First of all, many people could not pronounce his [Neqou Sokluman's] name because he chose a rare character. And whenever he went to a hospital or to a government agency, the staff would ask him in English, “Are you Taiwanese? Can you speak Chinese?” and treat him as a migrant worker from Southeast Asia. [emphasis mine]. 

It goes without saying that indigenous Taiwanese, and everyone, frankly - should be able to have and use their real name. I'd only add that it is also necessary to educate the general public on not only the existence of such names in Taiwan, but also the need to respect them. I'll also point out that the rule that one must adopt a Chinese-character name is not limited to indigenous people - if a foreigner registers a marriage in Taiwan with a Taiwanese citizen, they are also required to adopt a "Chinese name". In addition, it's not at all fair that I can have both my English and Chinese names and nobody whose opinion matters raises a fuss about it. And, of course, I have more than one Taiwanese friend who has been forced to choose and use an "English name" that they don't want. That's not right.

Although these situations are not the same as what indigenous people face, one can draw a few comparisons.

But...what really bothers me is this: I don't want indigenous Taiwanese to be treated better than Southeast Asian migrant workers. I don't want anyone to be treated better than Southeast Asian migrant workers, because these workers ought to be treated with just as much respect as anyone else, as equal human beings. I don't want the phrase to even have a reason to exist, because you can't equate poor treatment to the experience of a group if no group is treated poorly.

This goes way beyond elevating one group and right to the heart of treating all people with respect regardless of socioeconomic status, visa status or national or racial origin (or gender, or orientation, or creed, or weight, or age).

People deserve respect because they are people, not because they are "indigenous" or "Taiwanese" or the right kind of foreigner (so says the Garbage Foreigner), and everyone should be able to have the name that they want - their name - and just be who they are.

Wednesday, September 27, 2017

Taiwan: A History of Agonies - a review


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A History of Agonies alongside symbols of some Taiwanese social movements I have been here to witness
and participate in. It all ties together. 


Anyone who truly loves reading has become so emotionally engaged with a book that it makes them cry, often at the most inconvenient times. It stays with them and affects how they feel, think and interact with the world for some time after the reader has finished with it. Occasionally, this effect is permanent.

This happened with Green Island, a book I highly recommend to everyone and which made me Ugly Cry in my favorite coffee shop, and would say is essential reading for anyone wanting to understand 20th century Taiwan. I expected it would happen with Taiwan: A History of Agonies as well - I mean, the agony is right there in the title. Taiwanese history certainly contains enough tragedy to make anyone with a heart sob for hours.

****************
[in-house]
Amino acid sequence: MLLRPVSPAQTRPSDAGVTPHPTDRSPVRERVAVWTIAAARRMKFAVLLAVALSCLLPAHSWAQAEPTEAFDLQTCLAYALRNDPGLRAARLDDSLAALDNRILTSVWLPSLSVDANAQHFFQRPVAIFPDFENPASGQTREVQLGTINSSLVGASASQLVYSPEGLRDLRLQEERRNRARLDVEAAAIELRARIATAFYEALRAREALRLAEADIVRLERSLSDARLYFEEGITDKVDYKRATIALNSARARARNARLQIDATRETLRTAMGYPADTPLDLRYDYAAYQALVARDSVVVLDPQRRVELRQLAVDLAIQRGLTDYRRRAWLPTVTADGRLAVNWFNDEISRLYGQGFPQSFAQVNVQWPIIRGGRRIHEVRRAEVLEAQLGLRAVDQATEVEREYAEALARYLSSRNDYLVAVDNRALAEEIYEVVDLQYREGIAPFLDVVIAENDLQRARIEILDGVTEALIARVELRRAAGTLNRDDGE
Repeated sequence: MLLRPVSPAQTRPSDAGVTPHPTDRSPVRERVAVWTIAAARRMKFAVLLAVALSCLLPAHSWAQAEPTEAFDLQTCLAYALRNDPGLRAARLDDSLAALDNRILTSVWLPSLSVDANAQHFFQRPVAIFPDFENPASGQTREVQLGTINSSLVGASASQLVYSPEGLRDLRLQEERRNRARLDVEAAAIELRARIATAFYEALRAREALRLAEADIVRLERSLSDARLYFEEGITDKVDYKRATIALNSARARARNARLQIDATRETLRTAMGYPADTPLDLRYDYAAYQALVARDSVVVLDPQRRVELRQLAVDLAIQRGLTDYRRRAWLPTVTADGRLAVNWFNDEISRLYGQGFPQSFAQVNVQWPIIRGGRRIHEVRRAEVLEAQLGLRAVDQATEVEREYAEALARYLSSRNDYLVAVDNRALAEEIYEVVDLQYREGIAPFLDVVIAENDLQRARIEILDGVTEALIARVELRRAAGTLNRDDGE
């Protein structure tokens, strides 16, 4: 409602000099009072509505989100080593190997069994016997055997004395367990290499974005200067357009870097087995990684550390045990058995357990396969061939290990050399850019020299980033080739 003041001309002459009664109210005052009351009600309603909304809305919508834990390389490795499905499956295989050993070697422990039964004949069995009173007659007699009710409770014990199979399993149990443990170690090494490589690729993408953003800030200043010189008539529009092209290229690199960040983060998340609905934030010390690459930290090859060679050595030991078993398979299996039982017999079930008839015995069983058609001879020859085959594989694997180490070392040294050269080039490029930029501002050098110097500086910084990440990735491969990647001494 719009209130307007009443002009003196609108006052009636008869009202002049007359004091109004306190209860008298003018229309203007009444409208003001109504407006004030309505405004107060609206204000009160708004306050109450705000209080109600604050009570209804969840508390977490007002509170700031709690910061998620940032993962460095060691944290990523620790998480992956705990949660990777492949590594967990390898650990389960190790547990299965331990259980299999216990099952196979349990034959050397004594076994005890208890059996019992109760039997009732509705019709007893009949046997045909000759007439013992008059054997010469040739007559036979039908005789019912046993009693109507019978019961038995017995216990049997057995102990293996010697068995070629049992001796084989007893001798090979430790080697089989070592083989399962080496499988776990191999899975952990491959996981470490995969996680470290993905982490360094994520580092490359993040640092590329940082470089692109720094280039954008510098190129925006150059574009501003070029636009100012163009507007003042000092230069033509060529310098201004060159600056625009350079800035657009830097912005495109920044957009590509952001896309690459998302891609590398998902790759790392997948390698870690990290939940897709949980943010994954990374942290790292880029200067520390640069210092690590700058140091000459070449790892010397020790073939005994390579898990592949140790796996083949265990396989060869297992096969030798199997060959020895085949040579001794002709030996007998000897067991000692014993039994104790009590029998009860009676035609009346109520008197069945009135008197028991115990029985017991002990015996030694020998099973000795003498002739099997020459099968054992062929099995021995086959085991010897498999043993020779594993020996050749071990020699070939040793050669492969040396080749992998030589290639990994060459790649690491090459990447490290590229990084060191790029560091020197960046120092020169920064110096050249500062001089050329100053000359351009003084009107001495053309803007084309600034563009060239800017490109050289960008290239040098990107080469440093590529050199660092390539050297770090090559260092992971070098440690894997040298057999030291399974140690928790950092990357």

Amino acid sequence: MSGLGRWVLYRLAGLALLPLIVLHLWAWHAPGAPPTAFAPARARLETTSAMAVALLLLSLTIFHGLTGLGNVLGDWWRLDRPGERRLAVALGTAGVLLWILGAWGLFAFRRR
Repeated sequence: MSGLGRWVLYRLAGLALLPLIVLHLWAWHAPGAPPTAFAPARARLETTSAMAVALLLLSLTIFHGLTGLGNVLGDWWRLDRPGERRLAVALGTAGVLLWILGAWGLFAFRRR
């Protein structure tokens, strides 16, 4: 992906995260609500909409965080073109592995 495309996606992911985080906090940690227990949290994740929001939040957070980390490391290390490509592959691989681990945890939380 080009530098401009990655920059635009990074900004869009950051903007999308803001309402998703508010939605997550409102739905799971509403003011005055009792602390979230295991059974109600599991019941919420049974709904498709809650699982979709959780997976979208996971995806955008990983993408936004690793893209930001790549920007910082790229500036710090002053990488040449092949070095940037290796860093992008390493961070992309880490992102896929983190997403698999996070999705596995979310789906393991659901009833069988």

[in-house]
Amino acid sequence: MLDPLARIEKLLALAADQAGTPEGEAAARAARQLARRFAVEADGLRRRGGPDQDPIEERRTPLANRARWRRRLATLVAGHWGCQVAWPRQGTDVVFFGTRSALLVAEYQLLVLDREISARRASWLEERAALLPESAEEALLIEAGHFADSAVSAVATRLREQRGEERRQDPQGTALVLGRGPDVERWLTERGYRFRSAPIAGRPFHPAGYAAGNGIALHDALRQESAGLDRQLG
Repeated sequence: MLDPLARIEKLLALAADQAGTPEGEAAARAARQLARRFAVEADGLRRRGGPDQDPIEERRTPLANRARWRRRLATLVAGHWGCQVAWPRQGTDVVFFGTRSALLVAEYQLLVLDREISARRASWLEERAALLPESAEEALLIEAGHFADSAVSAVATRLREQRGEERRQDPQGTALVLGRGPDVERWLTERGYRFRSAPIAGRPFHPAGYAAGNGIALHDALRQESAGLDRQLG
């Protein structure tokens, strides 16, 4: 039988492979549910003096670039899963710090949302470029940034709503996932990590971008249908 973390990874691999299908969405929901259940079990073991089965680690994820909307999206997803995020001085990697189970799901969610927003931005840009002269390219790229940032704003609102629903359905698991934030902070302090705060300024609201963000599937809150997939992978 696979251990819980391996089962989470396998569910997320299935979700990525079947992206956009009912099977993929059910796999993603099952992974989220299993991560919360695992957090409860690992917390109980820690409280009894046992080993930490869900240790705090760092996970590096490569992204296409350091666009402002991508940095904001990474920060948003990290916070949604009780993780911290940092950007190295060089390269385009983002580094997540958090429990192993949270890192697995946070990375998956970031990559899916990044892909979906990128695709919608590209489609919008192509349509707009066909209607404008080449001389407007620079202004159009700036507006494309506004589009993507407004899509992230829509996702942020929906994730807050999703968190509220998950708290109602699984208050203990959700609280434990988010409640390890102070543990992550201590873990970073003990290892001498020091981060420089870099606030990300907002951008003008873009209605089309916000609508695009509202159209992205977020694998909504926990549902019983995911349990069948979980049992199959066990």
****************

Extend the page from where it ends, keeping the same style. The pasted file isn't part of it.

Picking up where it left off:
So, I was surprised when that ended up not being the case.

Please don't misunderstand - it's not that it left me cold, or I found it uninteresting. I certainly had an emotional reaction to reading the words of a Taiwanese person describing what to him was not always "history": Ong Iok-tek lived through much of the events of the later chapters of the book. I was also intellectually engaged in reading history from a decidedly Taiwanese Hoklo nationalist perspective, especially in a book written in the mid-to-late 20th century. A lot has changed vis-a-vis Taiwanese identity since then, and comparing the two was an illuminating exercise. 

I will say that I learned quite a bit. Ong was especially interested in providing as much detail as possible about the various rebellions during the Qing and Japanese eras, because they proved his point that the Taiwanese never took being colonized lying down. I learned a few interesting details about the Zheng era, and quite a few famous names from history whose contributions I hadn't been clear on were discussed. Ong also spends a fair amount of time on every home-rule movement of note, which makes this a good source of knowledge for anyone hoping to refute the ridiculous yet oddly common notion that "Taiwanese identity" did not exist before the 1970s.

It was also interesting to read from that mid-century nationalist perspective. I'm aware of its existence and the general worldview of that generation of pro-Taiwan activists, as well as the generation after them which pushed through to democratization. I am aware of some of the problematic beliefs they often held, from thinking indigenous people were inferior to believing that nobody who came over from China in the 1940s could ever really be Taiwanese (and extending to views on women and homosexuality as well, although these aren't issues that come to the fore in this book - the only thing I remember being striking in that regard was Ong's reference to the "men" who fought and died for Taiwan.) It was quite another thing, however, to read from that perspective in the words of someone who was one of them.

It's not that Ong said much in this vein that I found new or surprising - for example, along with his focus on rebellions and home-rule movements above, he was dismissive of indigenous (mentioned above and to be mentioned again), focused almost exclusively on male luminaries (with a few exceptions), was critical of the Qing but not so much of the Japanese, and wrote from a clearly - but I think entirely deserved - anti-KMT perspective.  I don't recall Taiwanese Hakka being mentioned at all - if they were, it was too brief a reference for me to catch.